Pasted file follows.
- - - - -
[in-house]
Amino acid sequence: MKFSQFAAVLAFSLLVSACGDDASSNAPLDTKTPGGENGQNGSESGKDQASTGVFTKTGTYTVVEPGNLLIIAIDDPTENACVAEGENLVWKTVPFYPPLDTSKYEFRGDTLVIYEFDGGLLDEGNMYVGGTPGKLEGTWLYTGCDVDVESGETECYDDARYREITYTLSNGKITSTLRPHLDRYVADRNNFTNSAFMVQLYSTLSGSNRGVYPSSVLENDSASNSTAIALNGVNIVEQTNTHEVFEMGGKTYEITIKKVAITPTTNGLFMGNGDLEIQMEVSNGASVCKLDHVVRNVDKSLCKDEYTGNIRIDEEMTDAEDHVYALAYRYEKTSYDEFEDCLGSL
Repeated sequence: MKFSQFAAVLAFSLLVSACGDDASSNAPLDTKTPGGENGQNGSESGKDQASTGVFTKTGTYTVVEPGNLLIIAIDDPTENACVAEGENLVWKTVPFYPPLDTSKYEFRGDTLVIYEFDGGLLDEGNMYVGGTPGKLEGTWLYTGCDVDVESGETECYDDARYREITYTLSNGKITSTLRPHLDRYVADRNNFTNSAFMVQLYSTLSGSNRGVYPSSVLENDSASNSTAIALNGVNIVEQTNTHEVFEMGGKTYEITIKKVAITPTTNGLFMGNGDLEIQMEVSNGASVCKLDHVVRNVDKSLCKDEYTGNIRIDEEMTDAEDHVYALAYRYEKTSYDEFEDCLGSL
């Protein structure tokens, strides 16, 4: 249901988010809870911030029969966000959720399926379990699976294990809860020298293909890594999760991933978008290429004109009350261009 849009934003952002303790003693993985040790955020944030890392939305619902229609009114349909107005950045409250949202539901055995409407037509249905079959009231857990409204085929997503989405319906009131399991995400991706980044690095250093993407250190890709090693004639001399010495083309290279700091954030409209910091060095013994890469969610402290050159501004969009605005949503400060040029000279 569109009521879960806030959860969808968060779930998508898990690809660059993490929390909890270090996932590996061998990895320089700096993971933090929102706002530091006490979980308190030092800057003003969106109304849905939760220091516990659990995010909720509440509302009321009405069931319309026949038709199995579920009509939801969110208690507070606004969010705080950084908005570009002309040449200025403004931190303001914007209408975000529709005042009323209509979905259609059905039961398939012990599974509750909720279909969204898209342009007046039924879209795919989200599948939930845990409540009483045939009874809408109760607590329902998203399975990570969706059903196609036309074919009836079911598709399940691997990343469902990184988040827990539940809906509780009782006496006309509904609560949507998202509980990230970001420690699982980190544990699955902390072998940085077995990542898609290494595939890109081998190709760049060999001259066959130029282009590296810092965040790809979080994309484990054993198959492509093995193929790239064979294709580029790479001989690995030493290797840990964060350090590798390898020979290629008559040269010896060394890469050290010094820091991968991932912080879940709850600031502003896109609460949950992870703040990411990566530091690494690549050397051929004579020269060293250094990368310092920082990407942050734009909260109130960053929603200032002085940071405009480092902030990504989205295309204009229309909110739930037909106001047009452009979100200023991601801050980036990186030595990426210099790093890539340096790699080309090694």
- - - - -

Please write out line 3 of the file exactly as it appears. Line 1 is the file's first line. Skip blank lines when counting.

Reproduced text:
Repeated sequence: MKFSQFAAVLAFSLLVSACGDDASSNAPLDTKTPGGENGQNGSESGKDQASTGVFTKTGTYTVVEPGNLLIIAIDDPTENACVAEGENLVWKTVPFYPPLDTSKYEFRGDTLVIYEFDGGLLDEGNMYVGGTPGKLEGTWLYTGCDVDVESGETECYDDARYREITYTLSNGKITSTLRPHLDRYVADRNNFTNSAFMVQLYSTLSGSNRGVYPSSVLENDSASNSTAIALNGVNIVEQTNTHEVFEMGGKTYEITIKKVAITPTTNGLFMGNGDLEIQMEVSNGASVCKLDHVVRNVDKSLCKDEYTGNIRIDEEMTDAEDHVYALAYRYEKTSYDEFEDCLGSL